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9 of 11 people found the following review helpful
4.0 out of 5 stars good album but not their best
Starflyer have perfected their sound and on "My Island" they created the album that best represents their new sound. Early releases like "Silver" and "Gold", Starflyer 59 was into a wall of guitar sound like many shoegaze bands of the early nineties. What makes SF59 different is that they kept their pop sensibility with all the guitars, and this pattern continued until...
Published on September 24, 2006 by kbarth17

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2 of 3 people found the following review helpful
3.0 out of 5 stars Good, not Great
I like melancholy music, I really do. My favorite artists are very typically the ones that spend a lot of time being relatively moody, which I guess gives you a good idea of my personality and tells you I have quite a bit of it in my album collection. However, giving this one the once-through on Christmas night, I knew that My Island outstripped my other albums by a...
Published on March 1, 2007 by Nathan Knapp_Voronwë


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9 of 11 people found the following review helpful
4.0 out of 5 stars good album but not their best, September 24, 2006
By 
kbarth17 (Arlington, TX) - See all my reviews
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This review is from: My Island (Audio CD)
Starflyer have perfected their sound and on "My Island" they created the album that best represents their new sound. Early releases like "Silver" and "Gold", Starflyer 59 was into a wall of guitar sound like many shoegaze bands of the early nineties. What makes SF59 different is that they kept their pop sensibility with all the guitars, and this pattern continued until they released "Fashion Focus" in 1998. This release marked a new shift in sound for the band and it has been the same ever since with the exception of 2004's "I am the Portuguese Blues", a bluesy affair patched together from left over songs of 1997's "Americana" (their best album). Well, basically if you have liked SF59's latest albums like "Old" 2003, "Talking Voice vs. Singing Voice" 2005, you will dig "My "Island". Jason Martin's vocals are still hushed as always but the production on this album seems top notch. "Nice Guy", "My Island", "I Win" are all killer. This sounds like a combnination of New Order with guitar from the likes of Johnny Marr. We often forget how good SF59 is, until they come out with a new album every year that is amazing. No other band has released so many good albums one after another, I mean almost every year. 1993 "Silver" 1994 "She's the Queen" 1995 "Gold" "Americana" 1997 "Fashion Focus" 1998 "Everybody Makes Mistakes" 1999 "Leave Here a Stranger" 2001 "Old" 2003 "I am the Portuguese Blues" 2004 "TVvsSV" 2005, and now "My Island". Thanks SF59, you guys are amazing and keep doing what you do!
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3 of 3 people found the following review helpful
4.0 out of 5 stars Great music -- it makes me want more!, March 5, 2007
This review is from: My Island (Audio CD)
I've been listening Jason Martin's words & music since Gold, having found that gem in the midst of the tumult that was High School. Seriously now, what Starflyer 59 fan of any credibility (male or female) doesn't have a story about how "Messed Up Over You" put words to their adolescent, love-struck angst? Therefore, ever since then, I have staunchly and fervently defended Starflyer 59's work, even as the line-up was regularly shuffled, Martin adjusted his inspiration, and morphed his sound, changes that often left older fans behind, while acquiring new ones along the way. It's been a long road for Martin & his collaborators. Nevertheless, Leave Here A Stranger still ranks as one of my Top Ten Desert Island Albums of All Time - the album's austere beauty stands up as a rarity amongst the unrelenting flood of feedback loops that typically defines shoegazing indie rock.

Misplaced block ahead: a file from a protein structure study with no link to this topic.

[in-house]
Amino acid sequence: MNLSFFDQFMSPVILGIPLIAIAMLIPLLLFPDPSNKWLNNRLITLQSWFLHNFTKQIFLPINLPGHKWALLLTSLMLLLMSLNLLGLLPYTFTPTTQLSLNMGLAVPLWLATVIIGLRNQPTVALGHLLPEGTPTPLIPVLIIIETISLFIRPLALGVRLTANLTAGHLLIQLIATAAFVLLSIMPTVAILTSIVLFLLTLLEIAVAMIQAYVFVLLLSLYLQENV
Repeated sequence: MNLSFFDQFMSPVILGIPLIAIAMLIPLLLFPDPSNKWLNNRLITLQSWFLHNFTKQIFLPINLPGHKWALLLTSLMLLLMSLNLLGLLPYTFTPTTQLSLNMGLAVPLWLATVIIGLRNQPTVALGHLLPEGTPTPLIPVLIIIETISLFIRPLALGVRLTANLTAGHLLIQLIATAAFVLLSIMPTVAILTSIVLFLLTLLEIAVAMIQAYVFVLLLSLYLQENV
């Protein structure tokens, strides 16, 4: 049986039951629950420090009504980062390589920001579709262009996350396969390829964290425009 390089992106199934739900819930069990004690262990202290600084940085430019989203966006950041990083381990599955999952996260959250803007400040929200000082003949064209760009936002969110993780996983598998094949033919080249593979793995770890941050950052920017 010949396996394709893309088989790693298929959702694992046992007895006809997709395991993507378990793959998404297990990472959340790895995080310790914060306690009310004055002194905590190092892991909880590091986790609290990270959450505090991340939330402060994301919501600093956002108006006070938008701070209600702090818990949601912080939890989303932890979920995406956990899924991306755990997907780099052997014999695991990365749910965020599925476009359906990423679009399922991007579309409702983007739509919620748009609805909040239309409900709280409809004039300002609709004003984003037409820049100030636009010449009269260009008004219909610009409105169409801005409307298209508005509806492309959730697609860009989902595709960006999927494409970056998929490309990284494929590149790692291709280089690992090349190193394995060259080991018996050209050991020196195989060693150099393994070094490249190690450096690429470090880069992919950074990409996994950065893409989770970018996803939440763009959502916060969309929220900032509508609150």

However, with the seemingly perpetual transformations that Starflyer 59 has gone through in the past decade (from Fashion Focus up to & including My Island), liking these guys has become almost frustrating, up to the point that I have simply ceased to have any expectations of what a new album might sound like. It's hard to admit this, as a long-term fan of this band, but I'm not even sure if I can even anticipate anything anymore. Thus, while it is remarkable that Martin can still regularly craft above-average indie-pop songs while constantly shifting the form & tone of the music, I find myself wishing that he would find a style and stick to it (at least for 2 or 3 records). The prodigious quantity of music that Martin & Co. record, produce, and distribute is a testament to how much this band is driven by the love of music and the love of making music. I can never question the musical temerity it must take to work a full-time job driving trucks in California (which Martin has been doing since before Starflyer 59 was even in existence) and still have the time to write & record songs that are always varying in focus. But I can question the need to always re-invent your sound - the ostensible lack of stability can be quite unnerving to the long-standing listener.

Yet, I have to openly admit that I like My Island a great deal, as it represents what I feel has been lacking for the band since LHAS was released over 5 years ago - musical cohesion between the members of the band. Martin, through his own choices or just the whims of the West Coast indie rock scene, has presided over a revolving door of musicians for the entire history of his band. The strength of the songs penned by Martin have always under-girded the direction of the band, but his best work has come in conjunction with great musicians and contributors. Case in point - LHAS had Josh Dooley (who leads his own band Map) on guitar, Joey Esquibel on drums, and Terry Taylor (of Daniel Amos & Lost Dogs fame) as the producer, while Old and Talking Voice v. Singing Voice saw the band move through two total line-up changes (though Richard Swift, who played on Old, has moved onto make his own great music). However, from the opening riffs of the first track, My Island rings loudly & and repeatedly a clarion call that musicianship does matter and chemistry amongst those talented musicians matters even more.

Never before has the bass guitar rumbled, moved, and driven a song by Starflyer 59 - Steven Dial gives Martin's songs a depth and character they've never possessed and any prior albums (sorry Jeff Cloud). Hence, with the bass providing fresh life and the voracious drumming of Trey Many & Trevor Monks pushing the songs, Martin & Dooley are able to let their guitars freely jangle, as they pick out complimentary melody lines that truly display the greatness of Martin's songwriting ability. My Island is replete with instances where Starflyer 59 showcases how their talent has always been on par with other more-notable indie rock bands, even though they've always found ways to stay out of any kind of spotlight. The standout tracks include "I Win," "My Island" (the title track), and "Pearl of Great Price" - all songs where the 5 men work as one, creating great, hook-filled rock songs. I count it a compliment to say that My Island is a Starflyer 59 record and not a Jason Martin record.